The two main characters are Sario and his cousin Saavedra Grijalvas.  Both have been born with the genius for painting, although girls aren't supposed to have it so no one believes it.  Sario loves Saavedra and cannot stand for her to give her heart to another.  He uses his talents in a new and dangerous way to prevent it.

The story moves along quickly and the political elements keep the story fresh and exciting.  This is a must read!

Wednesday, February 16, 2011

Book Giveaway!

Do you love the French Revolution? Wouldn't you love a copy of Michelle Moran's new book "Madame Tussaud: A Novel of the French Revolution"? But wait, there's more! She's also giving away a pair of Marie Antoinette earrings that are to die for! Go check it out at Historically Obsessed

New Books in February

I'm going to be adding some new features to the blog and I decided to do a listing of the new books coming out every month.  This month's list might be a little shorter as I'm doing it in the middle of the month.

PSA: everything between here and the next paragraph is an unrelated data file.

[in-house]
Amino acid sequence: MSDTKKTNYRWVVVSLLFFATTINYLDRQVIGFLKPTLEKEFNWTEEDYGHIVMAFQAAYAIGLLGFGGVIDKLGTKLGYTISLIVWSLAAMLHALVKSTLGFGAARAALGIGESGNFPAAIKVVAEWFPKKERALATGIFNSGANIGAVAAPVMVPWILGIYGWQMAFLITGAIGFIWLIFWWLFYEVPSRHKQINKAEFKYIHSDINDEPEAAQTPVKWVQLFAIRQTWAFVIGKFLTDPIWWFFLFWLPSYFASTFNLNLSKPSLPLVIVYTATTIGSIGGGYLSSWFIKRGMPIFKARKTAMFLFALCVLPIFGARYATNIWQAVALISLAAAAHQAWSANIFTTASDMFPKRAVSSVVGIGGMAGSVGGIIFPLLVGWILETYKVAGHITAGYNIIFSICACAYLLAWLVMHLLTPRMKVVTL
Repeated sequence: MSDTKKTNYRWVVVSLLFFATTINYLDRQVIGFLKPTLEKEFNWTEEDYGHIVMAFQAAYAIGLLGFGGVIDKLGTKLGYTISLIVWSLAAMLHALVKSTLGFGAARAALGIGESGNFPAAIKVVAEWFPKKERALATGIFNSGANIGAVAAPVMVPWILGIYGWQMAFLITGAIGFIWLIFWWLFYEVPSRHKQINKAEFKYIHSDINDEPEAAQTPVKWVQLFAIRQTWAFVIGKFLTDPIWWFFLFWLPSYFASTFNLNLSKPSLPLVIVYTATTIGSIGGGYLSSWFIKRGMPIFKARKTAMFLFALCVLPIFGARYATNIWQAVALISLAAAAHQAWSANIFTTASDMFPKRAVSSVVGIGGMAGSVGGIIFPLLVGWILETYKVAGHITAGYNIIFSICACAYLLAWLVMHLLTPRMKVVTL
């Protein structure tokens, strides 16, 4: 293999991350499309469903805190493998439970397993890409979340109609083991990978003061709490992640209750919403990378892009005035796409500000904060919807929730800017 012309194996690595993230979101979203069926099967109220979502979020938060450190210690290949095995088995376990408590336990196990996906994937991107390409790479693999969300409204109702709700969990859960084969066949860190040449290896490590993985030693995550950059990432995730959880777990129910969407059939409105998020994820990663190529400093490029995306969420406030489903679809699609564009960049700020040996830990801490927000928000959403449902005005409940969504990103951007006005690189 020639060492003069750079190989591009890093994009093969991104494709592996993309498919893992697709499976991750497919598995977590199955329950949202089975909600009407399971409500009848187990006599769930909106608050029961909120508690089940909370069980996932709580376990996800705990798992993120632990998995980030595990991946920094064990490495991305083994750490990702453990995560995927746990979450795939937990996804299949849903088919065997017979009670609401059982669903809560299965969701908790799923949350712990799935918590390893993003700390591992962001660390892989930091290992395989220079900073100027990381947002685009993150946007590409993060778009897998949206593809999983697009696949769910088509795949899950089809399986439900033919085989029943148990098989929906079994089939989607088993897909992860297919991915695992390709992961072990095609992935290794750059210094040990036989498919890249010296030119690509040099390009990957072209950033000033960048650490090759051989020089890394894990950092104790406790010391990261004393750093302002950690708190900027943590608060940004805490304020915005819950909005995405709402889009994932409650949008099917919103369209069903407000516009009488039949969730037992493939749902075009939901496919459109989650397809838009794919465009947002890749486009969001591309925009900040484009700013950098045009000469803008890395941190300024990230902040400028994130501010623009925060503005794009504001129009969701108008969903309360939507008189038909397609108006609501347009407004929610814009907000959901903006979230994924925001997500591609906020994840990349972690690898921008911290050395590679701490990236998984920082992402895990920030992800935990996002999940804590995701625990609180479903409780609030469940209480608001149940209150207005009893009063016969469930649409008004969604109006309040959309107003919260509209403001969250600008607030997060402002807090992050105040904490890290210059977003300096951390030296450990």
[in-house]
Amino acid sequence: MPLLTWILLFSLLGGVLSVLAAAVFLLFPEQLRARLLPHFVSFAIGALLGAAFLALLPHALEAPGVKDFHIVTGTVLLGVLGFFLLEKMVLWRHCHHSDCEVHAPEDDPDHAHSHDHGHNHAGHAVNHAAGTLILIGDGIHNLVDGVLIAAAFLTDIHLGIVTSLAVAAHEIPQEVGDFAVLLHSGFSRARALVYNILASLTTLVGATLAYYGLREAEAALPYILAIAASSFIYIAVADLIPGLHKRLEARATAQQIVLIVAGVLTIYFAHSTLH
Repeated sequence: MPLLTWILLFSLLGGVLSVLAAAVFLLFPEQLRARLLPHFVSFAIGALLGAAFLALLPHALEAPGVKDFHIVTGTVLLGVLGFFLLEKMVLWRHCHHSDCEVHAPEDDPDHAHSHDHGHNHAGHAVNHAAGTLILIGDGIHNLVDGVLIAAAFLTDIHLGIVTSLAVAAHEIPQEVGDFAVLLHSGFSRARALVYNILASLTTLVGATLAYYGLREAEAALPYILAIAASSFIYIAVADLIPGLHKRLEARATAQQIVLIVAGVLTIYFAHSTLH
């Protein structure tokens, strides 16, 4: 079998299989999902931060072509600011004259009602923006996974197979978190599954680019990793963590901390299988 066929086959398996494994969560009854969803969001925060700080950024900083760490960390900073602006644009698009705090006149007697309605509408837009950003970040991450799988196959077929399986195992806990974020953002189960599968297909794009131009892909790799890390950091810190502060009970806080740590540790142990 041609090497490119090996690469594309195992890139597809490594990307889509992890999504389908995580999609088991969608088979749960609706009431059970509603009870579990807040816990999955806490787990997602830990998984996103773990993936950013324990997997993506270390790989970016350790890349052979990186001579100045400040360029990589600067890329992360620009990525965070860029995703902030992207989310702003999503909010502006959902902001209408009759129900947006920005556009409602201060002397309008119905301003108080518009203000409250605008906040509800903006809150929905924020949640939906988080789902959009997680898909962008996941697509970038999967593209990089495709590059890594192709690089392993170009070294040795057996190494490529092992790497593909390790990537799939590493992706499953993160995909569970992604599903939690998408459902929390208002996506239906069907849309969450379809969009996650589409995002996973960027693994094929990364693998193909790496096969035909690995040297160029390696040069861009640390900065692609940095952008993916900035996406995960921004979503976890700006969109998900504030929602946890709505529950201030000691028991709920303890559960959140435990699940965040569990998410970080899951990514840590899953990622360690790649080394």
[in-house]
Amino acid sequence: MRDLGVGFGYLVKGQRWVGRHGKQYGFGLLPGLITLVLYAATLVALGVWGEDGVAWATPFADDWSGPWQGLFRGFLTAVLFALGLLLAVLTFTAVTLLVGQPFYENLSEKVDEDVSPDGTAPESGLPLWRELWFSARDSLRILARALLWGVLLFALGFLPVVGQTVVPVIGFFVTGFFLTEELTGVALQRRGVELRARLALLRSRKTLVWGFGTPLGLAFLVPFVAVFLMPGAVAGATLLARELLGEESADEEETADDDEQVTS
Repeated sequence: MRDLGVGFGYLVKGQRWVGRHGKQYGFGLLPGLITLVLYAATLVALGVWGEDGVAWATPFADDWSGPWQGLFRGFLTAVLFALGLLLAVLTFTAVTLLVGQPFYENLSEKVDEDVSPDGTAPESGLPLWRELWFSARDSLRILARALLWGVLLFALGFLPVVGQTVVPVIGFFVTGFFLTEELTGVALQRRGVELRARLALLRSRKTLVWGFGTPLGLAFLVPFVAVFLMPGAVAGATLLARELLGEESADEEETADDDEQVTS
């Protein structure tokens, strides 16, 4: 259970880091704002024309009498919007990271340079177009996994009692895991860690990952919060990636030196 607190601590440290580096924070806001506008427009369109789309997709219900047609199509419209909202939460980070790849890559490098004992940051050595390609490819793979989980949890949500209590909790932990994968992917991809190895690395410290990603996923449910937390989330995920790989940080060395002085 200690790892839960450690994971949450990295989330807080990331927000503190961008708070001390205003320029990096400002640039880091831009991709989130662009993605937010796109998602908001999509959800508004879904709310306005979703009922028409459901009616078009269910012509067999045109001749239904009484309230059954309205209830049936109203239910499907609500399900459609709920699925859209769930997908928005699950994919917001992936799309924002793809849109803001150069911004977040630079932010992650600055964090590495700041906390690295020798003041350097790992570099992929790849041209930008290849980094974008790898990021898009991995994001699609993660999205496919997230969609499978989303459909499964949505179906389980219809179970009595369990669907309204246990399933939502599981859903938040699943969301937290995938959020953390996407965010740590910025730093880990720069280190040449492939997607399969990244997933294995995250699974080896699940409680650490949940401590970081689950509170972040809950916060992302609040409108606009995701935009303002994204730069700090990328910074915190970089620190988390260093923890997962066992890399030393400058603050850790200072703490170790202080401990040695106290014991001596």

February 14th Release:

Angel (a MAXIMUM RIDE novel #7) - James Patterson

Evil scientists are still trying to convince Max that she needs to save the world and now they're saying that the newest flock member is her perfect mate.

February 15th
The Girl Who Became A Beatle - Greg Taylor

A high school musician wishes her band were as famous as the Beatles.  The next morning she wakes to find that her band has REPLACED the Beatles in history.

February 17th

Instruments of Darkness - Imogen Robertson

Set in 1780, this one is a mystery set in Georgian England.

The Other Life - Ellen Meister

Quinn Braverman has a perfect life, but she has a secret.  She knows how to cross over to an alternate reality.  The question is...should she?

February 22nd